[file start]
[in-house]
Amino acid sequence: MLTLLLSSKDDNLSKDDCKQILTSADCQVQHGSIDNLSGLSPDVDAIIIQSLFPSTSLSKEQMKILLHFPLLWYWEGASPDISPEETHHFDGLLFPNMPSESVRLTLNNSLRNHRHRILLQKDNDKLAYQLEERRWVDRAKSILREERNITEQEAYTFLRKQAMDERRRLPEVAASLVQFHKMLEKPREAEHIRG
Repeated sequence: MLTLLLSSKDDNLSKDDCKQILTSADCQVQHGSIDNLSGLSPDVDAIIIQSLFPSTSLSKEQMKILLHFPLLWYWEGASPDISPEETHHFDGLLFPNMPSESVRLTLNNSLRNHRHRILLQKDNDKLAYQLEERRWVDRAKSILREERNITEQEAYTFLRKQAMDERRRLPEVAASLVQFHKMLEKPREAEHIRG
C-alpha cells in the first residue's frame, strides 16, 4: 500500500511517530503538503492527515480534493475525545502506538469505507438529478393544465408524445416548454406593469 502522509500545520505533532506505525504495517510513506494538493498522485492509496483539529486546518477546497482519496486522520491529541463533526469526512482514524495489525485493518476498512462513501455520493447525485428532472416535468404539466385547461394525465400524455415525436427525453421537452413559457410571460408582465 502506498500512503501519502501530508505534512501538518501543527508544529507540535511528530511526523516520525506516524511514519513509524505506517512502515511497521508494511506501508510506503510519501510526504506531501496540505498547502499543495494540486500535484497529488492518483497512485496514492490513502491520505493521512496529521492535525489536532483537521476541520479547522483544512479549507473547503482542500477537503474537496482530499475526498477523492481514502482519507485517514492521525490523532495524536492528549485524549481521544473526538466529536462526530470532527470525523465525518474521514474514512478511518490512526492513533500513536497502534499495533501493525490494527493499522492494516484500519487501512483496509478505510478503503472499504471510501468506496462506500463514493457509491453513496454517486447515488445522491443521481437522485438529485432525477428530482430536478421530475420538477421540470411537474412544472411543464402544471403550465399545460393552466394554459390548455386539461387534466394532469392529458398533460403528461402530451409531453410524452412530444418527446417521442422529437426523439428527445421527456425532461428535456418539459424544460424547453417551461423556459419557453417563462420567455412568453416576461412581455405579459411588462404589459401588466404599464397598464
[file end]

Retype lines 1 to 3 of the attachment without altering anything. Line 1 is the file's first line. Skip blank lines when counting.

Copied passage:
[in-house]
Amino acid sequence: MLTLLLSSKDDNLSKDDCKQILTSADCQVQHGSIDNLSGLSPDVDAIIIQSLFPSTSLSKEQMKILLHFPLLWYWEGASPDISPEETHHFDGLLFPNMPSESVRLTLNNSLRNHRHRILLQKDNDKLAYQLEERRWVDRAKSILREERNITEQEAYTFLRKQAMDERRRLPEVAASLVQFHKMLEKPREAEHIRG
Repeated sequence: MLTLLLSSKDDNLSKDDCKQILTSADCQVQHGSIDNLSGLSPDVDAIIIQSLFPSTSLSKEQMKILLHFPLLWYWEGASPDISPEETHHFDGLLFPNMPSESVRLTLNNSLRNHRHRILLQKDNDKLAYQLEERRWVDRAKSILREERNITEQEAYTFLRKQAMDERRRLPEVAASLVQFHKMLEKPREAEHIRG